The reason it seems like a weak argument to me is because:

(a) the average effects of psychedelics on increasing capability seem unlikely to be strong. They may be high for a small percentage of people, but I'm not aware of any particularly strong reason to think that the average effects are large.

They may be large for people with mental health issues, but then it's not really an intervention for increasing capability in general, it's a mental health intervention. These are distinct, and as I said above, psychedelics could plausibly be a top intervention for mental health.

(b) The improving intentions aspect looks to be on even shakier grounds. What is the evidence that taking psychedelics is an effective treatment for improving intentions in a manner relevant to working on the long term? I've never heard of any psychedelic or spiritual community being focused on long termism in an EA relevant manner. Some people report ego dissolution, but I'm not even aware of any anecdotal reports that ego dissolution led to non-EAs thinking and working on long term things. It sounds like you know some cases where it may have been helpful, but I'm skeptical that a high quality study would report something amazing.

Comment by anonymous_ea on Cash prizes for the best arguments against psychedelics being an EA cause area · 2019-05-24T17:56:42.541Z · score: 3 (2 votes) · EA · GW

I don't have much to contribute beyond the many things that have already been said, but I suspect my overall opinion may be shared by many others: I think psychedelics could plausibly (but not >50%) be a very effective mental health intervention. One could perhaps call them a promising EA intervention, although the evidence base is quite thin at the moment. However psychedelics don't seem likely to be a particularly effective long term intervention at the moment. They perhaps might be once they were legalized and there was some more evidence behind this, but that seems quite a long way away. Trying to legalize psychedelics or improve research for the long term impacts seems quite implausible as an effective intervention.

Comment by anonymous_ea on How does one live/do community as an Effective Altruist? · 2019-05-17T03:56:17.252Z · score: 5 (3 votes) · EA · GW

Regarding EA weddings, check out the forum thread Suggestions for EA Weddings Vows? from just a couple of months ago.

Comment by anonymous_ea on Which scientific discovery was most ahead of its time? · 2019-05-16T18:56:34.702Z · score: 8 (8 votes) · EA · GW

While I am certainly not an expert on this topic, the claim that general relativity wouldn't have been discovered until the 1970s without Einstein seems false to me. David Hilbert was doing similar work at the same time, and from what I'm aware there was something of a race between Einstein and Hilbert to finish the work first, with Einstein winning narrowly (on the order of days). More information can be found on Wikipedia pages: History of General Relativity and Relativity Priority Dispute.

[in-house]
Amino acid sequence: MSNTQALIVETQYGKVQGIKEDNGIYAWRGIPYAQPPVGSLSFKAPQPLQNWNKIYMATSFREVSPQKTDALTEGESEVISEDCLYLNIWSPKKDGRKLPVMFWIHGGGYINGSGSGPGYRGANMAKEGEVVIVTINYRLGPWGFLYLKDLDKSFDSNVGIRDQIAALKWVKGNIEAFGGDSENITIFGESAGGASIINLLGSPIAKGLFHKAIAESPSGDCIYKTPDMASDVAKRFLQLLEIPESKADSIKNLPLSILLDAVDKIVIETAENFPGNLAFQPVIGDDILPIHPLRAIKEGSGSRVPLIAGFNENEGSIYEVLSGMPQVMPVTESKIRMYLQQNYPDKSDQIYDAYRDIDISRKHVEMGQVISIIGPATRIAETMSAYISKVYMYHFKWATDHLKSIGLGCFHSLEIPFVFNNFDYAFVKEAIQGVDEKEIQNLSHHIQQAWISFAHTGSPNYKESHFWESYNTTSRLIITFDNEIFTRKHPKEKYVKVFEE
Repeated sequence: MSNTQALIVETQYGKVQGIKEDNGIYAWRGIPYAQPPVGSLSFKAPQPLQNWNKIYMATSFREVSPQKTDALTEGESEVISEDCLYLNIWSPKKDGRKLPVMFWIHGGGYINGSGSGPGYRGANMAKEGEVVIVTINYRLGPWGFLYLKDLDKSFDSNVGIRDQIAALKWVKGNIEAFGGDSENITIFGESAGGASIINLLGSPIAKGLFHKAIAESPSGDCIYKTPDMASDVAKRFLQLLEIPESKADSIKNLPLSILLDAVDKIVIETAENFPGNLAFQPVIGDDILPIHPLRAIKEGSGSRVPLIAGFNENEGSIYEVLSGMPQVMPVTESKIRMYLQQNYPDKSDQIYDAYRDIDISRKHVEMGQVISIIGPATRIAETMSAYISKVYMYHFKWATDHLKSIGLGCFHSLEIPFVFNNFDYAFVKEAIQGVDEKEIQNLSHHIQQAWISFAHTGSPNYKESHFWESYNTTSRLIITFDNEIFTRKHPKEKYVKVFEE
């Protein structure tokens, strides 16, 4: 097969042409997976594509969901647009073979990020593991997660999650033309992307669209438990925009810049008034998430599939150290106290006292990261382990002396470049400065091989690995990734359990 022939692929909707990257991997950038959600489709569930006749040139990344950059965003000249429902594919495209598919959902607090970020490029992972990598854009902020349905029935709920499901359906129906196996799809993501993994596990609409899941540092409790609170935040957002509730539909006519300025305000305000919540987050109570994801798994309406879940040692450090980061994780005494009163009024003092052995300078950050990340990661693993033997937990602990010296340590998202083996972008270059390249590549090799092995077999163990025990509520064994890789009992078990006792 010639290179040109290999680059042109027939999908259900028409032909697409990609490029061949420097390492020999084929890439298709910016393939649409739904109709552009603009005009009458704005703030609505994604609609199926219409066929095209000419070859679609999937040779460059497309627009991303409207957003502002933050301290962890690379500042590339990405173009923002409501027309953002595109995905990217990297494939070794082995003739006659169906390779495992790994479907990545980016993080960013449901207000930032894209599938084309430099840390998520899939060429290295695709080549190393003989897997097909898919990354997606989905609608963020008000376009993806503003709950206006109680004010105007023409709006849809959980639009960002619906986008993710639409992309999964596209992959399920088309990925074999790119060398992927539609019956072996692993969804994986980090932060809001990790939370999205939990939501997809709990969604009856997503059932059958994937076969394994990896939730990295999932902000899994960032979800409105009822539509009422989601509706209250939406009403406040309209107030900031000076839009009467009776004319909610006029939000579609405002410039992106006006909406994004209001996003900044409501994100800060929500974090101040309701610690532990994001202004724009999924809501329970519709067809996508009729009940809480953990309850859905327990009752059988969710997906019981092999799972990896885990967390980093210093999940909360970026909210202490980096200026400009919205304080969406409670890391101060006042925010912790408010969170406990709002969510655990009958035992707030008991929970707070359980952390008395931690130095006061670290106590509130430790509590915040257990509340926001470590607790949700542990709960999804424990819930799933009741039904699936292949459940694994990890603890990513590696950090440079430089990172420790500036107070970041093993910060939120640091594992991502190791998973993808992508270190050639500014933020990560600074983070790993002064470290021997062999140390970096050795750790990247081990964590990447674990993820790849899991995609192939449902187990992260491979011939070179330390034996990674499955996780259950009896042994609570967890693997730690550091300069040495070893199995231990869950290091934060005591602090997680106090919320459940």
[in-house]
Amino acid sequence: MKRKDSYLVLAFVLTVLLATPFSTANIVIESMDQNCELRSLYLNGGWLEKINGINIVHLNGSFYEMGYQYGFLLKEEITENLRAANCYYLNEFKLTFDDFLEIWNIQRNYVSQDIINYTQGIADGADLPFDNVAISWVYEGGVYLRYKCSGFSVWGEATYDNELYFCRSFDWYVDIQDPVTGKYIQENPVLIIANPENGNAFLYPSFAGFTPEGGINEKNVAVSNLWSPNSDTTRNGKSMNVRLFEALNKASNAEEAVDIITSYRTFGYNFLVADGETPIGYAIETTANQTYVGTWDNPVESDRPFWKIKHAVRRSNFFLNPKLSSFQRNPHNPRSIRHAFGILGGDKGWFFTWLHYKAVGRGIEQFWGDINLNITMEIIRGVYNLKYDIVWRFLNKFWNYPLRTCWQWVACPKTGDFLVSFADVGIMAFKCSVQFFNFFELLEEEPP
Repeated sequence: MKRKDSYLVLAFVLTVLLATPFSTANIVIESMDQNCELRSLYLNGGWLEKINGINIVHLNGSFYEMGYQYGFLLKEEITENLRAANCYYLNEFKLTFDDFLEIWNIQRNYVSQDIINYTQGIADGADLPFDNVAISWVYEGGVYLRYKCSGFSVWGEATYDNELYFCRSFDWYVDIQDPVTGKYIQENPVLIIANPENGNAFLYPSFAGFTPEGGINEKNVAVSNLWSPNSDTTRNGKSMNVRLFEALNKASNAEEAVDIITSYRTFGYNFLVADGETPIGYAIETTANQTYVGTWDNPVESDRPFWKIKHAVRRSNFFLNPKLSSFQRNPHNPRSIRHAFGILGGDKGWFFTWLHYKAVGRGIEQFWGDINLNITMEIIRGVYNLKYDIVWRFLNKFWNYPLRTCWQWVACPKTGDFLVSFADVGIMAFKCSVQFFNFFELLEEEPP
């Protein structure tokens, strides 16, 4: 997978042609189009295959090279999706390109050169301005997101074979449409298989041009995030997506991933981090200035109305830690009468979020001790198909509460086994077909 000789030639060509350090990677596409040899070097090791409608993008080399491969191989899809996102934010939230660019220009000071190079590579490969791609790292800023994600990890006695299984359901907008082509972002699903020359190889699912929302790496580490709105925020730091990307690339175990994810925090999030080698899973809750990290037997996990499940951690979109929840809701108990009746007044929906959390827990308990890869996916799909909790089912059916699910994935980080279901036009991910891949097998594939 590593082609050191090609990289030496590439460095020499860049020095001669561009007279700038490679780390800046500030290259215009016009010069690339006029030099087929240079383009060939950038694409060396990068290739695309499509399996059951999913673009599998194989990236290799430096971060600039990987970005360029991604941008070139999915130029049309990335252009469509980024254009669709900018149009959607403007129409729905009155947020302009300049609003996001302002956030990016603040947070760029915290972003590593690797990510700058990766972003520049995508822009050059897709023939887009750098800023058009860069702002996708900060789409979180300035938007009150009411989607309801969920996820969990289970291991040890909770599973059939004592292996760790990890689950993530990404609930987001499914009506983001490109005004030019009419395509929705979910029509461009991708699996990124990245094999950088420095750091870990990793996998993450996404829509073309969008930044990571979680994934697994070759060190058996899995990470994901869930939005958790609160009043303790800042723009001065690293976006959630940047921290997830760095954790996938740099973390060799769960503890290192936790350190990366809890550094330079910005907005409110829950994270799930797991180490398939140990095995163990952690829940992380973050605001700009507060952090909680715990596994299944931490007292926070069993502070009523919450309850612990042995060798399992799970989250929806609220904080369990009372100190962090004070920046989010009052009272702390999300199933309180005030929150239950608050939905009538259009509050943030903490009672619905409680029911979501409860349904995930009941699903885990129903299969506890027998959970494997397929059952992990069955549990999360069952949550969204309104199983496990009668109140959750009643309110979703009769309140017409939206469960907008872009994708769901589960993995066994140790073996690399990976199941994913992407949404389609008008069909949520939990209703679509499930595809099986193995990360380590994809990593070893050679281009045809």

Comment by anonymous_ea on Benefits of EA engaging with mainstream (addressed) cause areas · 2019-05-16T18:39:08.494Z · score: 4 (3 votes) · EA · GW

Thanks for the additional research. I can add a few more things:

'Carl Shulman' commented on the GiveWell blog on December 31, 2007, seemingly familiar with GiveWell and having a positive impression of it at the time. This is presumably Carl Shulman (EA forum user Carl_Shulman), longtime EA and member of the rationality community.

Robert Wiblin's earliest post on Overcoming Bias dates back to June 22, 2012.

The earliest post of LessWrong user 'jkaufman' (presumably longtime EA Jeff Kaufman) dates back to 25th September 2011.

There's some discussion of the history of EA as connected with different communities on this LessWrong comment thread. User 'thebestwecan' (addressed as 'Jacy' by another comment, so presumably Jacy Reese) stated that the term 'Effective Altruism' was used several years in the Felicifia community before CEA adopted the term, but jkaufman's Google search could only find the term going back to 2012. This comment is also interesting:

'lukeprog (Luke Muehlhauser) objects to CEA's claim that EA grew primarily out of Giving What We Can at :

This was a pretty surprising sentence. Weren’t LessWrong & GiveWell growing large, important parts of the community before GWWC existed? It wasn’t called “effective altruism” at the time, but it was largely the same ideas and people.'

So apparently Luke Muehlhauser, an important and well connected member of the rationality community, believed that important parts of the EA community came from LW and GW before GWWC existed. This seems to exclude the idea that EA grew primarily out of LW.

Overall it seems to me that my earlier summary of EA growing out of the connected communities of GiveWell, Oxford (GWWC, people like Toby Ord and Will MacAskill etc), and LessWrong is probably correct.

Comment by anonymous_ea on Benefits of EA engaging with mainstream (addressed) cause areas · 2019-05-15T16:39:12.310Z · score: 6 (4 votes) · EA · GW

A quick note on 'EA branched off from [LessWrong] to form a closely related subculture': this is a little inaccurate to my knowledge. In my understanding, EA initially came together from 3 main connected but separate sources: GiveWell, Oxford philosophers like Toby Ord and Will MacAskill and other associated people like Rob Wiblin, Ben Todd etc, and LessWrong. I think these 3 sources all interacted with each other quite early on (pre-2010), but I don't think it's accurate to say that EA branched off from LessWrong.